My youngest son went to an Easter egg hunt on Saturday and won a silver dollar. The first words out of his mouth after he told us he had won were “I am going to tell Mrs. Peterson she… will be excited.” Mrs. Peterson is his kindergarten teacher. Mrs. Peterson has made a connection with my son that has helped him academically and socially. She has taken time out her busy day to help him with some coping skills; worked with my wife and I on a plan to have consistency to help him with coping skills; she has taken his academics farther than we thought possible; and most importantly, she has become his greatest “cheerleader” to let him (and his parents) know that he is a wonderful little boy. What more could you want from a teacher? As wonderful as Mrs. Peterson is for our son, most teachers in our school system act in similar ways. My wife was waiting in the elementary hallway for a teacher conference a few weeks ago and she told me that she had a wonderful sense of caring from the staff for all of the children. As she listened to teachers talk to parents about their children she sensed how passionate the teachers were for their jobs and how they wanted to help all children. We feel very lucky that our children are in a system where the adults care deeply about all children.

Now you will not hear these types of stories from politicians and the media because they do not fit the narrative of the greedy teacher. That is too bad because the truth is far different from what they want to portray. I am here to tell you that RASD has teachers that care deeply about kids and will work hard to help your child.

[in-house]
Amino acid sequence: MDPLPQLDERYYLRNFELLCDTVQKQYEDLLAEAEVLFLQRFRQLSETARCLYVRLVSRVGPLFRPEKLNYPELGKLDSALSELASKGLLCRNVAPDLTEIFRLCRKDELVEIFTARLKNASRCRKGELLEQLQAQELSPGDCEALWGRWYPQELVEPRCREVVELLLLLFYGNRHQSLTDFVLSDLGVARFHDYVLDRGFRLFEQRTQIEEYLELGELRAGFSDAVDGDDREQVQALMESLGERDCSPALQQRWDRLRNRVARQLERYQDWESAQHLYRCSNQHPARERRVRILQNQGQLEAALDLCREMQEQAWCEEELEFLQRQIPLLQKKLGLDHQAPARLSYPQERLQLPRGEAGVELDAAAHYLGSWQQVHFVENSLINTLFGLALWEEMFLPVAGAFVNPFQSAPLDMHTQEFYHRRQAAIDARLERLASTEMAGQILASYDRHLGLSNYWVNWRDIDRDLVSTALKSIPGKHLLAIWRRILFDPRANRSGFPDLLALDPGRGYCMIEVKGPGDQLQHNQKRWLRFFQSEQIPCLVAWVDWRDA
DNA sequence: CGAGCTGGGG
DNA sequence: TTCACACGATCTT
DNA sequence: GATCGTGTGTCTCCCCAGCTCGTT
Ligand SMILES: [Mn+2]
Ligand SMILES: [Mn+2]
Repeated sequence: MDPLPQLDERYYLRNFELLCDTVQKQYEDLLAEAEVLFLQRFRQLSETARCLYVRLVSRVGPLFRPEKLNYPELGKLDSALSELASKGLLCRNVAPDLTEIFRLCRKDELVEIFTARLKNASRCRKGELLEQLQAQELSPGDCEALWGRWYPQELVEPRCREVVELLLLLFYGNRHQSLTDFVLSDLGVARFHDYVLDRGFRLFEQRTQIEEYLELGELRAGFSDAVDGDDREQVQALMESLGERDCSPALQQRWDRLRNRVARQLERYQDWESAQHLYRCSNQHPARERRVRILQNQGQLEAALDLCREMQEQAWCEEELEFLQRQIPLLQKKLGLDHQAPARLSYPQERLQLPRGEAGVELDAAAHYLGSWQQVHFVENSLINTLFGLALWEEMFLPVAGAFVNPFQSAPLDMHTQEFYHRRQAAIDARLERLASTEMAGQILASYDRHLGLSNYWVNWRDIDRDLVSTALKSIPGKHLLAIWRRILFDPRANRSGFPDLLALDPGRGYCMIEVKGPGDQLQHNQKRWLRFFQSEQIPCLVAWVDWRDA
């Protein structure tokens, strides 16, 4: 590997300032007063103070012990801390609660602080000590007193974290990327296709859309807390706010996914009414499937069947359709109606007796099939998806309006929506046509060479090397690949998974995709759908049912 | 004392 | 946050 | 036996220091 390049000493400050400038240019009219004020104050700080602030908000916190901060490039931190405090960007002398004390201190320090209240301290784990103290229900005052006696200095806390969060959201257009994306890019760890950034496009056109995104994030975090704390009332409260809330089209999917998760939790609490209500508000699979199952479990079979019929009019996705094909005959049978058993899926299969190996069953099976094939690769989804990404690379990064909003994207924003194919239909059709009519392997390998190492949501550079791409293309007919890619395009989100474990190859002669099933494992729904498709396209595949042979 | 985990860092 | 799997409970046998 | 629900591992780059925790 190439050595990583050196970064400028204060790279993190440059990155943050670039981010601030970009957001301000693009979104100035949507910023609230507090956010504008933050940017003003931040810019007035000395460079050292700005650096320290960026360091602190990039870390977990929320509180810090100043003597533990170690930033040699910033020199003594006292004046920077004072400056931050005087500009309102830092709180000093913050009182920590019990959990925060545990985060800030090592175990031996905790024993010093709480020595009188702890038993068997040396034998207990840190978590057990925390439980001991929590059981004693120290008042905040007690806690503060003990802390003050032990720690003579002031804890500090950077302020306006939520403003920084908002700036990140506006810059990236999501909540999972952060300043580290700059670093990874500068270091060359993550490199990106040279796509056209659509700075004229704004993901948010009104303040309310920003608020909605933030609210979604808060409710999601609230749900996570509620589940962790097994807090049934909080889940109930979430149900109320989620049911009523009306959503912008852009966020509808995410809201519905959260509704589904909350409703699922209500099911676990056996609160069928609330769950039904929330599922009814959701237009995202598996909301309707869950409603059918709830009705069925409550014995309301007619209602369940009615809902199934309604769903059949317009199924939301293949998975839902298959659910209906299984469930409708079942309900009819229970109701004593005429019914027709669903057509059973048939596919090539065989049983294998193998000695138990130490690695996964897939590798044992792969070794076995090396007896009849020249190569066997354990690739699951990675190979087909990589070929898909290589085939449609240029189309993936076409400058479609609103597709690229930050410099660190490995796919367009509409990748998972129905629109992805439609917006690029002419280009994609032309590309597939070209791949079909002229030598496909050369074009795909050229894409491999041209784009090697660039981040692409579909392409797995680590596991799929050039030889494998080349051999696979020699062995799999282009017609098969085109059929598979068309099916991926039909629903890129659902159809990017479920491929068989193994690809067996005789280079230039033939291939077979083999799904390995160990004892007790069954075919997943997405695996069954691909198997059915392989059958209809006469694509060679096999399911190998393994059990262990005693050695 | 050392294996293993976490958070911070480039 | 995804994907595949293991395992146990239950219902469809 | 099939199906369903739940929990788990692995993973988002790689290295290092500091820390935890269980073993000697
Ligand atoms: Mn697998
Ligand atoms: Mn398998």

Wednesday, April 13, 2011

Community Meeting Tonight

There will be a community meeting tonight in the elementary school cafeteria at 6:00PM.  The meeting is part of a series of meetings that will determine alternate "indicators of success" for the school district.  Presently, the school district is "judged" largely on how well the students do on the State mandated tests (the PSSA's).  Although this is one indicator, I think we all feel that there are other indicators that more accurately reflect how well the school district is educating our youth.  Our goal for the meeting will be to develop a list of other indicators of success.  I will then present to the Board in May a report of my meetings with teachers, students, and the community and what other indicators of success the school district will use alongside the PSSA test.

Thursday, April 7, 2011

Mrs. Francis Dilulio

Today I will discuss another retirement. Mrs. Dilulio’s last day in the district is today. Mrs. D. grew up in Johnsonburg, the oldest daughter in a family of seven. She feels that her experience helping younger siblings instilled in her a desire to become a teacher. As a matter of fact, she says, “I never thought that there was any other option in my life other than going to college and becoming a teacher”. Mrs. D. graduated from Edinboro University in 1977 and immediately started to work as a long term substitute in Ridgway. Mrs. D. has spent the past 33 years teaching and has taught in every grade from Kindergarten to 8th grade (with the exception of 7th grade). She has spent the last 18 years as a second grade teacher.

I know a little bit more about Mrs. D’s teaching because my oldest daughter was blessed to have her as a teacher two years ago. Mrs. D. cultivated a side of our daughter that is very hard to “get out”. Mrs. D. has the uncanny ability to make every child feel as if every interaction in the classroom is personal to only them. Mrs. D. is simply one of the best teachers that you will experience anywhere. She creates an atmosphere of caring that allows all of her students to thrive and learn. Her expectations for academic excellence and behavior are very high and the kids consistently meet and exceed those standards. Visiting Mrs. D. today was very hard for me personally and professionally. It was difficult personally because of the deepest respect I have for her as a person. It was hard professionally because the school district simply cannot replace a teacher of the quality of Mrs. Dilulio.